Sound of Metal is in some ways original and some ways familiar. It blends that familiarity and originally exceptionally well, with standout performances and a glimpse into a world most of us do not know.
Rock drummer Ruben Stone (Riz Ahmed) is touring with his musical and romantic partner Lulu (Olivia Cooke) when he starts having difficulty hearing, the sounds coming to him as muffled and disjointed. Whether due to years of hard rocking or a preexisting condition Ruben, for all intents and purposes, is deaf.
His depression and anger is so much that there are fears he may slip back into drug addiction after four years of sobriety. With that, he is reluctantly persuaded to go to a treatment facility that specializes in treatment for deaf addicts. Overseen by Joe (Paul Raci), Ruben shifts from struggling to easing his way into the deaf world.
Ruben, however, still wants to get his hearing back via surgery, secretly keeping tabs on Lulu and selling their RV and equipment to raise the funds. His decision affects his life in ways even he did not expect, realizing that despite what he wants he is in a new world, one that he might actually embrace.
Sound of Metal is a simultaneously quiet and loud film; it's quiet in how it takes its time with Ruben, moving slowly as he begins to crumble and then shifts from sullen to almost happy to desperate to perhaps in the end accepting. It is loud in the literal sense at times: particularly during the rock concert scenes, I had to cover my ears due to the high noise level. The sound work on Sound of Metal is excellent: capturing Ruben's hearing and what a non-deaf person would hear. The various shifts work within the film.
The subtitles that appear in Sound of Metal also work, and that is something extremely rare in film. Perhaps because I tend to put on subtitles whenever I see a film it look a bit longer for me to notice, but it was an excellent decision to carry out the subtitles throughout. It was an equally excellent decision to not put subtitles every time someone signed, letting the viewer experience what Ruben experienced.
At the heart of Sound of Metal's success are the performances. Ahmed is exceptional as Ruben. As co-written by director Darius Marder (screenplay by Darius Marder and Abraham Marder, story by Darius and Derek Cianfrance), Ruben's journey is pretty much to be expected: going from frustrated and angry to possibly embracing his new life while still hungering and scheming to get his old one back. However, Ahmed makes Ruben a more complex person.
A lot of his best moments are when he is silent, whether expressing rage to irritation or even a bit of joy when laughing with his fellow deaf addicts, Ahmed expresses so much with his face and eyes and body. He also does have excellent moments when speaking. Of particular note is when he attempts to get money from Joe to get his RV back and for him to stay on despite hiding his operation. As Joe observes, "You sound like an addict". It's a brilliant and heartbreaking moment.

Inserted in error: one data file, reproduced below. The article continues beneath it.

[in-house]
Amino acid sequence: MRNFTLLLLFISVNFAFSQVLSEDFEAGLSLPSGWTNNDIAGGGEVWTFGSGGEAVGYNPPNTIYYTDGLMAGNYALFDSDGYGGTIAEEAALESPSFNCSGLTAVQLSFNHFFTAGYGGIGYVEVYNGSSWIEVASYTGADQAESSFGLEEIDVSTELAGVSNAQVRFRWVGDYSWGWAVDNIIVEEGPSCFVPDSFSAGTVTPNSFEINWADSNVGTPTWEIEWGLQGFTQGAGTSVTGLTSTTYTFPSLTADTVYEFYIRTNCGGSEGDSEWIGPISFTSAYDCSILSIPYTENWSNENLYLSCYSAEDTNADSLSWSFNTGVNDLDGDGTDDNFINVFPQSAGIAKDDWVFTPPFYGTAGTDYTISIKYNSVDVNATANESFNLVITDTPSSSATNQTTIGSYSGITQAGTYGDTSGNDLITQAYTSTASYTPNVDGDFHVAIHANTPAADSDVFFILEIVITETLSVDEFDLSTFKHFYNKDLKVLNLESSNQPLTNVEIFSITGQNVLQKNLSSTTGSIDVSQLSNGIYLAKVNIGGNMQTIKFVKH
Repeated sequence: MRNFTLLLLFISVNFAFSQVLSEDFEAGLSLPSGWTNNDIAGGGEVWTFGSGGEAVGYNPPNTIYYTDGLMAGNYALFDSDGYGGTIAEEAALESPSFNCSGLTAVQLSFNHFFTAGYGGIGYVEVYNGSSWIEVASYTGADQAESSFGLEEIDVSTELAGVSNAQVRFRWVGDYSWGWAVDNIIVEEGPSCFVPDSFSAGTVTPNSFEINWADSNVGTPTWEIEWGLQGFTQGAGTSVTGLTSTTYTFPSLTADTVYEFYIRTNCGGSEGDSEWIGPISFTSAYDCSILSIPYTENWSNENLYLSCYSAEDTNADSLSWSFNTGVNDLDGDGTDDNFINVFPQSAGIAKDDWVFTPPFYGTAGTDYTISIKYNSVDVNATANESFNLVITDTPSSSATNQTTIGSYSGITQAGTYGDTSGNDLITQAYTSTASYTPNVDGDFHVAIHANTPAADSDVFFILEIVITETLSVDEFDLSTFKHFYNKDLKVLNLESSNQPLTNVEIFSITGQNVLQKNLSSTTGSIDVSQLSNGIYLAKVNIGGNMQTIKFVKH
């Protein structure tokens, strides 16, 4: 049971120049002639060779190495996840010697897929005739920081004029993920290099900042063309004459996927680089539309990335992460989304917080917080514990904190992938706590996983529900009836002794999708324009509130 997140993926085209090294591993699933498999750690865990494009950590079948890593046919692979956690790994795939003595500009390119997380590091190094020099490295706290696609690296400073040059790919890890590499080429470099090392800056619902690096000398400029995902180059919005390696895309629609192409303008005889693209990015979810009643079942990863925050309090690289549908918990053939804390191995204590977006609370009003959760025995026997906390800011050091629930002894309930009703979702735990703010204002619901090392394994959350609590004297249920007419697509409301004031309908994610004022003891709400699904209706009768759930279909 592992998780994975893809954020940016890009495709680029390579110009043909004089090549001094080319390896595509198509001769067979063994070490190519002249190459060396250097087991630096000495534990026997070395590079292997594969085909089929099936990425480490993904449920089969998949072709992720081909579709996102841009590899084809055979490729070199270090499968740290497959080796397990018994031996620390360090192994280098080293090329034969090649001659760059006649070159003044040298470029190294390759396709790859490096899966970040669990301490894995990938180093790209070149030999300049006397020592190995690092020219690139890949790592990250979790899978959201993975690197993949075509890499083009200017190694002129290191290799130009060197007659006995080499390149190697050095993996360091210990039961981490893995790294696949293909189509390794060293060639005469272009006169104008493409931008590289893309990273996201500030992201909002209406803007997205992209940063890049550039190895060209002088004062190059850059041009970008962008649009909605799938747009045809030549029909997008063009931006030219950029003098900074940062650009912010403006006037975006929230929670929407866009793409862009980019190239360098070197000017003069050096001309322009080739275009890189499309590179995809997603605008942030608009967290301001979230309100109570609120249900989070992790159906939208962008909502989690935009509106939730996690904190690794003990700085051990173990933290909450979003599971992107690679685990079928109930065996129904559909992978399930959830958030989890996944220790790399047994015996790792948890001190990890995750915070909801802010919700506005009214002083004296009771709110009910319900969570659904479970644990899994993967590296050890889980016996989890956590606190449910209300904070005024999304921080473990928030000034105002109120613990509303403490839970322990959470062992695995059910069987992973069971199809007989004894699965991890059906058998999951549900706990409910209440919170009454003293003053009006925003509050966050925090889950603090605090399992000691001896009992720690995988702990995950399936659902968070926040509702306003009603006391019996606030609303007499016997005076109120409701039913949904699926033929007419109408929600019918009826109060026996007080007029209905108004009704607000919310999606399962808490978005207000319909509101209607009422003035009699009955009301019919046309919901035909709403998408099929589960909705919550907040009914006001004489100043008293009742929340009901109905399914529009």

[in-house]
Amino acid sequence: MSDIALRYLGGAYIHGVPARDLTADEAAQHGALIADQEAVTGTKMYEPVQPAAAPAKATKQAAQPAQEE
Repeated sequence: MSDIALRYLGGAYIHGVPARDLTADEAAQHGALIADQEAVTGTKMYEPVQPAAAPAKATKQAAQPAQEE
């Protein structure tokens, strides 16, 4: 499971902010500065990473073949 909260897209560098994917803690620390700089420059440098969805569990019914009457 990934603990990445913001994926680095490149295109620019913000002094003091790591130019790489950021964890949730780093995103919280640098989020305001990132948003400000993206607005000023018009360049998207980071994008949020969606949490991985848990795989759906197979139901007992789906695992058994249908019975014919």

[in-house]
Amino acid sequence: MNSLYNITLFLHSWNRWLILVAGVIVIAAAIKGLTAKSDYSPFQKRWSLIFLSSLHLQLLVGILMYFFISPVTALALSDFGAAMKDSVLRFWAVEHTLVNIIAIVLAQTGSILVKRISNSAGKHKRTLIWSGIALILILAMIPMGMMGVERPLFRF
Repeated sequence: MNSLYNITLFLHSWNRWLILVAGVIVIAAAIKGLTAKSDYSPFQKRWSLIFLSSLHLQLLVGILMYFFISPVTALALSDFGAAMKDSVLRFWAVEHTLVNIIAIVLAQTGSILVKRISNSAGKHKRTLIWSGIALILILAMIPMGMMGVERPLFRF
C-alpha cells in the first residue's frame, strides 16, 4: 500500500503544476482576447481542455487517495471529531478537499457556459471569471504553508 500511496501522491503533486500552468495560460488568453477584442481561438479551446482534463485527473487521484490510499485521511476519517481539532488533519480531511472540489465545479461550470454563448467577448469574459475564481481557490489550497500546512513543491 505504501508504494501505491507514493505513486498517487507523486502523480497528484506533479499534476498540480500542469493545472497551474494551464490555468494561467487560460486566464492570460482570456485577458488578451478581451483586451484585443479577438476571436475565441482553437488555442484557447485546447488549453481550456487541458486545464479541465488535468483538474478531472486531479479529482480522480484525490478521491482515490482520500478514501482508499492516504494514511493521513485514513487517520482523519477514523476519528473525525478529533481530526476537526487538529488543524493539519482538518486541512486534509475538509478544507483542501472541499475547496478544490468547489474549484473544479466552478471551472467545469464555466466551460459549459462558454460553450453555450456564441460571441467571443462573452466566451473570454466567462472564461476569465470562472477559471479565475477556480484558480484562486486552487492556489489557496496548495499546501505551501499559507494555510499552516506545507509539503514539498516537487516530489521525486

This leads me to Raci, who should be on anyone's shortlist for Best Supporting Actor consideration. He is a caring man but also one who is not ashamed of who he is. "You don't need to fix anything here," Joe tells Ruben when the latter offers to make repairs around the facility but which may be a rouse to get to Joe's computer. The double meaning is clear, and Raci delivers it in such a way as to suggest Joe is telling Ruben his deafness isn't something to "fix". Raci's performance to my mind is as equal if not slightly stronger than Ahmed's, great as the latter's is. He displays quiet strength, pride and no sense of shame about deafness (in the film, Joe can read lips).
Rounding out the cast is Cooke, an actress I've admired since her work on Bates Motel. She is almost unrecognizable in her makeup, and we see in Lulu a woman who cares for Ruben, perhaps even loving him, but who also has moved on with her life when she returns to Paris to be with her father Richard (Mathieu Amalric in a small role).
That's one of Sound of Metal's strengths. There are no villains or heroes, just flawed people making decisions they think are for the best. It treats the situation seriously, with no drifting into potential romances between Ruben and the deaf child teacher. It doesn't infantilize or idolize the deaf, instead treating them as people who unlike most cannot hear and communicate with Sign Language. It's to where Sound of Metal almost inspires one to learn the language.
I suspect curiously that the use of subtitles in Sound of Metal may actually throw people off, but it would be a disservice to skip it because of that. With an interesting story and strong performances all around, Sound of Metal wraps the viewer into this world both of the deaf and of Ruben's journey into it.